In August 2022, without the knowledge of her family, Wang Dingke quit her job as an operations executive in the southern city of Guangzhou and decided to see the world as a digital nomad. She tried to earn income through online activities or social platforms, but her attempts were unsuccessful.

“I didn’t figure out a stable online revenue model,” 26-year-old Wang recalls.

When Wang’s savings could no longer support her journey, she was forced to find part-time jobs to fund her adventure. In October 2022, she worked at a teahouse in northwestern China, where she handled the venue’s operations. After saving up enough money she set off on her journey again.

However, four months later, she found herself short of money again, so she worked as a homestay housekeeper in the southwestern province of Sichuan. The two part-time jobs paid Wang 5,000 yuan per month and provided her with food and accommodation.

“I didn’t care if I had a fixed income or not because I felt I could survive no matter what,” Wang says. “I really enjoyed that kind of life — traveling alone and wandering.”

Wang’s family were kept in the dark about the true nature of her lifestyle. Her parents expressed concerns and urged her to get married and settle down.

After 439 days — yes, she kept track — she gave up the life of a digital nomad and found a mainstream job in November. “I feel I have to fulfill my parents’ expectations,” she says. “I have to get a proper job, have a stable income, find a good guy to marry and have kids.”

But it’s often hard to return to life as it once was. When looking for full-time jobs, Wang and Yuan both say they encountered obstacles. Wang deliberately avoided discussing her time as a digital nomad during job interviews, but some employers spotted the gap on her resumé.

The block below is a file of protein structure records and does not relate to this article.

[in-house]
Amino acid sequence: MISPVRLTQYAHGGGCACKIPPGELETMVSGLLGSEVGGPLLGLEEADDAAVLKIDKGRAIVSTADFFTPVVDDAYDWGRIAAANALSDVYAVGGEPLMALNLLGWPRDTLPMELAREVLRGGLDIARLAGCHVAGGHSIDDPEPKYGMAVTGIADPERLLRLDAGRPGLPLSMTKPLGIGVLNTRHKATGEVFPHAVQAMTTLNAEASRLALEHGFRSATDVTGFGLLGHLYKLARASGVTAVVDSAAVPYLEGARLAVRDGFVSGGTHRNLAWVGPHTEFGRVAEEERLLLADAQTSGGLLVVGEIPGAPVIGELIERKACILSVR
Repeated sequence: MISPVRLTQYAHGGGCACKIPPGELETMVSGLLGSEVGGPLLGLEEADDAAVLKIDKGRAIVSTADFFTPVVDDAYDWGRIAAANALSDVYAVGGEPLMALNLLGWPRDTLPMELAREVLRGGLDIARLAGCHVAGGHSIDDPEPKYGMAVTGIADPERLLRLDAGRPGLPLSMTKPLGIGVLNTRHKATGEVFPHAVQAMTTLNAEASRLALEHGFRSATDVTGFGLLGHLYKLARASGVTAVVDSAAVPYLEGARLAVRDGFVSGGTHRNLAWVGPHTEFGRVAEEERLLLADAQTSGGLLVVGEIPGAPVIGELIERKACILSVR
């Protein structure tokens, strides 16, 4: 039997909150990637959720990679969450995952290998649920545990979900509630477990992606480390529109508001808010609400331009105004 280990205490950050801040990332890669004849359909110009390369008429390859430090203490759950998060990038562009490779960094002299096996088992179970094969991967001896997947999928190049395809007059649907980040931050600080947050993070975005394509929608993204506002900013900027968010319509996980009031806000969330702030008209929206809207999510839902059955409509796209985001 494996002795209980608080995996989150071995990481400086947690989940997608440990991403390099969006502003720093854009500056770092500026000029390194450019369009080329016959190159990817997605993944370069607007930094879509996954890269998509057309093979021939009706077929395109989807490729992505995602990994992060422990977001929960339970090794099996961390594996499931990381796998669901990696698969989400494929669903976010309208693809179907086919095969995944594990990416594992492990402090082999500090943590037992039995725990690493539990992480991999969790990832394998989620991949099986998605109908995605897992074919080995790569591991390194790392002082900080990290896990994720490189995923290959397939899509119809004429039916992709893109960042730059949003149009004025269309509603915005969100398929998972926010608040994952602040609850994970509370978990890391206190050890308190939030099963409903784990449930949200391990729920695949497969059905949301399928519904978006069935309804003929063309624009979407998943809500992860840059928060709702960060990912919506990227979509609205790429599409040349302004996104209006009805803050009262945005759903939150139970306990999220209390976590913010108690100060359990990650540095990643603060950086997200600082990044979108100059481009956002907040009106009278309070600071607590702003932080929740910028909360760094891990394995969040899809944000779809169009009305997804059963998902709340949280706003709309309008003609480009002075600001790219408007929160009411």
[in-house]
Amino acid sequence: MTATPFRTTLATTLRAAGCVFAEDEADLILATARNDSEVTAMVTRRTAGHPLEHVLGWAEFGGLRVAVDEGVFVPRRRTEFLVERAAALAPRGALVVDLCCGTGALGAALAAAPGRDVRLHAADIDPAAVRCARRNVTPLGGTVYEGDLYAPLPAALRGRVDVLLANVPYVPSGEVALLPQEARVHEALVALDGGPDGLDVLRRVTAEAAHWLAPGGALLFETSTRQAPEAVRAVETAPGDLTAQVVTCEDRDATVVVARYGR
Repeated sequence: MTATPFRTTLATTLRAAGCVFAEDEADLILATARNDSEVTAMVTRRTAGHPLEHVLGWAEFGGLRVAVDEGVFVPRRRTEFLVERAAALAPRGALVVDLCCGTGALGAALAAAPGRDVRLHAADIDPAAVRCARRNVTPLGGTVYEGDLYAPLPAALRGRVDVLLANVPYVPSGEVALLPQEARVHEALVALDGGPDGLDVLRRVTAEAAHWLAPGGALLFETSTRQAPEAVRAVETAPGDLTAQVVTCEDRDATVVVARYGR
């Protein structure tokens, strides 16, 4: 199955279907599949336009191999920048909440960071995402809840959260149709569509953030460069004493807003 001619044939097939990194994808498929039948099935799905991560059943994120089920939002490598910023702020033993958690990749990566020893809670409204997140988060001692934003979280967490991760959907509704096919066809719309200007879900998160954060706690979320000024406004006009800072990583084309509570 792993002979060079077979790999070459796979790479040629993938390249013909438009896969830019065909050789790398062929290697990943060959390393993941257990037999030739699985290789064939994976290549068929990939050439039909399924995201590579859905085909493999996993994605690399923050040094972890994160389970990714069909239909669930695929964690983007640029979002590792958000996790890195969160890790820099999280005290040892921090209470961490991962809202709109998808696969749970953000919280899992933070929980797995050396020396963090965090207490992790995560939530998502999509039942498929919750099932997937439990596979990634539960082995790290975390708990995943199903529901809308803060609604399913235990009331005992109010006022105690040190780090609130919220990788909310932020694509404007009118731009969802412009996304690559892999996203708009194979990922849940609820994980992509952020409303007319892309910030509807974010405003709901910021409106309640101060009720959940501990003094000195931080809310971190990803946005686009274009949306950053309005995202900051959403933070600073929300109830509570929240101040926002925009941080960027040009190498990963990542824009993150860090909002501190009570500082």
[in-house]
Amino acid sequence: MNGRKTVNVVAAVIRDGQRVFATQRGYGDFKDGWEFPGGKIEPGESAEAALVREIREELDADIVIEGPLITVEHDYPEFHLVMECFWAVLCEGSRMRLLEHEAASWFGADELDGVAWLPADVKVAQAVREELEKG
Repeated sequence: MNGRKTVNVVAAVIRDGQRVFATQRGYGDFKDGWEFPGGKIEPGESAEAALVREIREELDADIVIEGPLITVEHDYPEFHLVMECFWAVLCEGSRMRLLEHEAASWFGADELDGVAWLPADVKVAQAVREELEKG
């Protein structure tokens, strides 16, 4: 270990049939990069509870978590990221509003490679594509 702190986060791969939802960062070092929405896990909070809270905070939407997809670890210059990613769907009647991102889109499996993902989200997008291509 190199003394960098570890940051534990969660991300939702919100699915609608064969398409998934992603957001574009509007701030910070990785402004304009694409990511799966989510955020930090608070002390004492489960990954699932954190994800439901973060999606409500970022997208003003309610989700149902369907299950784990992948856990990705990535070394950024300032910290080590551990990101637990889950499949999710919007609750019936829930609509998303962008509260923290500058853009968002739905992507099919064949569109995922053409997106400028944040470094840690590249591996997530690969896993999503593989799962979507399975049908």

“They told me that I had been out of the ‘company system’ for more than a year, which made them worry about whether I would be able to knuckle down and follow the company’s rules and regulations,” Wang tells Sixth Tone.

In the end, Wang had to settle for far less pay than she was earning before she hit the road, and in Yuan’s case, her salary was cut in half.

“It is the lowest paycheck I have ever received,” says Yuan. “But I guess that is the price of freedom.”
Fu Ye, a pioneer of the digital nomad lifestyle in China, has been “on the road” for five years. She has traveled to over 20 countries, working as a freelance writer, blogger, and other money-spinners.
Fu says she understands the issues digital nomads face, including time and emotion management, and changes in social and work patterns.

“People consider only the positive aspects,” she says. “Some are impulsive, resigning from jobs and announcing that they want to become digital nomads. Usually, they have no idea what lies ahead.”
Though she has returned to a mainstream job in e-commerce, Wang says that she plans to resume her life as a digital nomad once she has saved up enough money and expanded her skill set.

Yuan, however, says she is satisfied with her life. As a content operator, she says she is grateful for the sense of stability and security.

“I don’t have so much stress because I know I have a fixed income every month,” Yuan explains.

Her physical and mental states have improved, she adds, even though she has to get up at 6 a.m. every workday for the 50-kilometer commute to her office.

“I think that inevitably requires me to have a regular routine,” Yuan says.

(Header image: Ascent Xmedia/Getty Creative/VCG)